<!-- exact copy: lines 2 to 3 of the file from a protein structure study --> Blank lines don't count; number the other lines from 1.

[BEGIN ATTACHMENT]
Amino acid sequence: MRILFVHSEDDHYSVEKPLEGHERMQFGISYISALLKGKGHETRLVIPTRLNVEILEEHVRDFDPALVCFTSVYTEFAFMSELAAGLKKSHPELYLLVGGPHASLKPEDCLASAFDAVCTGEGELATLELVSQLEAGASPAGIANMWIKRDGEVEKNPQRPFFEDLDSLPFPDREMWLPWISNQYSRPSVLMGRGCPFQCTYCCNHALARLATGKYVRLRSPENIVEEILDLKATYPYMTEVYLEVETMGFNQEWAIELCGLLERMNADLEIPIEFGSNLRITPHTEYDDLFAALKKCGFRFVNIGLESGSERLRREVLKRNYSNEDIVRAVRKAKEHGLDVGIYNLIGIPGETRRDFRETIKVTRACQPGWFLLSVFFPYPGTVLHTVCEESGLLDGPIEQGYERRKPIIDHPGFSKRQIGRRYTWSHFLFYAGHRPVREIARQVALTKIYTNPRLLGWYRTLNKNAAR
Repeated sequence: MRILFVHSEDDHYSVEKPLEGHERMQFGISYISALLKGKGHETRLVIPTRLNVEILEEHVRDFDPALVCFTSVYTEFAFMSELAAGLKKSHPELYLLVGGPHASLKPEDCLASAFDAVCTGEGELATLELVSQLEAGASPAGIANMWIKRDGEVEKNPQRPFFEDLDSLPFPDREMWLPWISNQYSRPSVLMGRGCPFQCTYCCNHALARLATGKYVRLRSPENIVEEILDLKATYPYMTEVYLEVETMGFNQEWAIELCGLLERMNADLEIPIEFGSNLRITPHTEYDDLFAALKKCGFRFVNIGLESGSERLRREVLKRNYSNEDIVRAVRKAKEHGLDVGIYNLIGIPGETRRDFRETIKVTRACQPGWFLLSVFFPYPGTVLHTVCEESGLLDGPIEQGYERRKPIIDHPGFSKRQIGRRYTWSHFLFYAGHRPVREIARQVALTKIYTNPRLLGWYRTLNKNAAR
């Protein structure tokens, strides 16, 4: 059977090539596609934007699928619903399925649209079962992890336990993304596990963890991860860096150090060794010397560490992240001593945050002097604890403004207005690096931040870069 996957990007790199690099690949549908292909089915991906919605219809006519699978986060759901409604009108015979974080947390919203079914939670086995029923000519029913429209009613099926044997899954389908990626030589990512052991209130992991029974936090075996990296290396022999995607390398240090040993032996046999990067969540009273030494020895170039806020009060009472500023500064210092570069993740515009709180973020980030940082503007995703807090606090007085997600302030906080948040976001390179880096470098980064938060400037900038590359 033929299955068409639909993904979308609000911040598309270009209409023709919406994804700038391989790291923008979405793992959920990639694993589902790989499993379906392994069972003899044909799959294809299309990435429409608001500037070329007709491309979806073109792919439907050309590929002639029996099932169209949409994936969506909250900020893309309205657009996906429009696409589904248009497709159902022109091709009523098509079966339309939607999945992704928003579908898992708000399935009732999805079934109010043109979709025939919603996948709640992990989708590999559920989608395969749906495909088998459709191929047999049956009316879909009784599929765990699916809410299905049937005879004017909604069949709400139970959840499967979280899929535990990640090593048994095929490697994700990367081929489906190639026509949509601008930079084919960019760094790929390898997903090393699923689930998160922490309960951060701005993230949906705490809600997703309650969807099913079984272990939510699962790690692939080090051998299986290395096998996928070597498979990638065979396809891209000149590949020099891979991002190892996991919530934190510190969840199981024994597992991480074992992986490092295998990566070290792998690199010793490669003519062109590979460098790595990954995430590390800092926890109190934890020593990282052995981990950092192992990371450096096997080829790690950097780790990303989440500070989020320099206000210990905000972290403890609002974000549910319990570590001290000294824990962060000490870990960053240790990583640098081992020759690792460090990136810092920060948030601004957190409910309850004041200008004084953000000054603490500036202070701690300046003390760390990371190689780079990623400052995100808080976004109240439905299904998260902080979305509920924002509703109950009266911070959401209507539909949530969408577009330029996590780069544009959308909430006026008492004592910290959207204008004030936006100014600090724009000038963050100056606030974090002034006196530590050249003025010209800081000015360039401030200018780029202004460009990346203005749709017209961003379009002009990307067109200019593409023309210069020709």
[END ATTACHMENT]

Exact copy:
Repeated sequence: MRILFVHSEDDHYSVEKPLEGHERMQFGISYISALLKGKGHETRLVIPTRLNVEILEEHVRDFDPALVCFTSVYTEFAFMSELAAGLKKSHPELYLLVGGPHASLKPEDCLASAFDAVCTGEGELATLELVSQLEAGASPAGIANMWIKRDGEVEKNPQRPFFEDLDSLPFPDREMWLPWISNQYSRPSVLMGRGCPFQCTYCCNHALARLATGKYVRLRSPENIVEEILDLKATYPYMTEVYLEVETMGFNQEWAIELCGLLERMNADLEIPIEFGSNLRITPHTEYDDLFAALKKCGFRFVNIGLESGSERLRREVLKRNYSNEDIVRAVRKAKEHGLDVGIYNLIGIPGETRRDFRETIKVTRACQPGWFLLSVFFPYPGTVLHTVCEESGLLDGPIEQGYERRKPIIDHPGFSKRQIGRRYTWSHFLFYAGHRPVREIARQVALTKIYTNPRLLGWYRTLNKNAAR
């Protein structure tokens, strides 16, 4: 059977090539596609934007699928619903399925649209079962992890336990993304596990963890991860860096150090060794010397560490992240001593945050002097604890403004207005690096931040870069 996957990007790199690099690949549908292909089915991906919605219809006519699978986060759901409604009108015979974080947390919203079914939670086995029923000519029913429209009613099926044997899954389908990626030589990512052991209130992991029974936090075996990296290396022999995607390398240090040993032996046999990067969540009273030494020895170039806020009060009472500023500064210092570069993740515009709180973020980030940082503007995703807090606090007085997600302030906080948040976001390179880096470098980064938060400037900038590359 033929299955068409639909993904979308609000911040598309270009209409023709919406994804700038391989790291923008979405793992959920990639694993589902790989499993379906392994069972003899044909799959294809299309990435429409608001500037070329007709491309979806073109792919439907050309590929002639029996099932169209949409994936969506909250900020893309309205657009996906429009696409589904248009497709159902022109091709009523098509079966339309939607999945992704928003579908898992708000399935009732999805079934109010043109979709025939919603996948709640992990989708590999559920989608395969749906495909088998459709191929047999049956009316879909009784599929765990699916809410299905049937005879004017909604069949709400139970959840499967979280899929535990990640090593048994095929490697994700990367081929489906190639026509949509601008930079084919960019760094790929390898997903090393699923689930998160922490309960951060701005993230949906705490809600997703309650969807099913079984272990939510699962790690692939080090051998299986290395096998996928070597498979990638065979396809891209000149590949020099891979991002190892996991919530934190510190969840199981024994597992991480074992992986490092295998990566070290792998690199010793490669003519062109590979460098790595990954995430590390800092926890109190934890020593990282052995981990950092192992990371450096096997080829790690950097780790990303989440500070989020320099206000210990905000972290403890609002974000549910319990570590001290000294824990962060000490870990960053240790990583640098081992020759690792460090990136810092920060948030601004957190409910309850004041200008004084953000000054603490500036202070701690300046003390760390990371190689780079990623400052995100808080976004109240439905299904998260902080979305509920924002509703109950009266911070959401209507539909949530969408577009330029996590780069544009959308909430006026008492004592910290959207204008004030936006100014600090724009000038963050100056606030974090002034006196530590050249003025010209800081000015360039401030200018780029202004460009990346203005749709017209961003379009002009990307067109200019593409023309210069020709």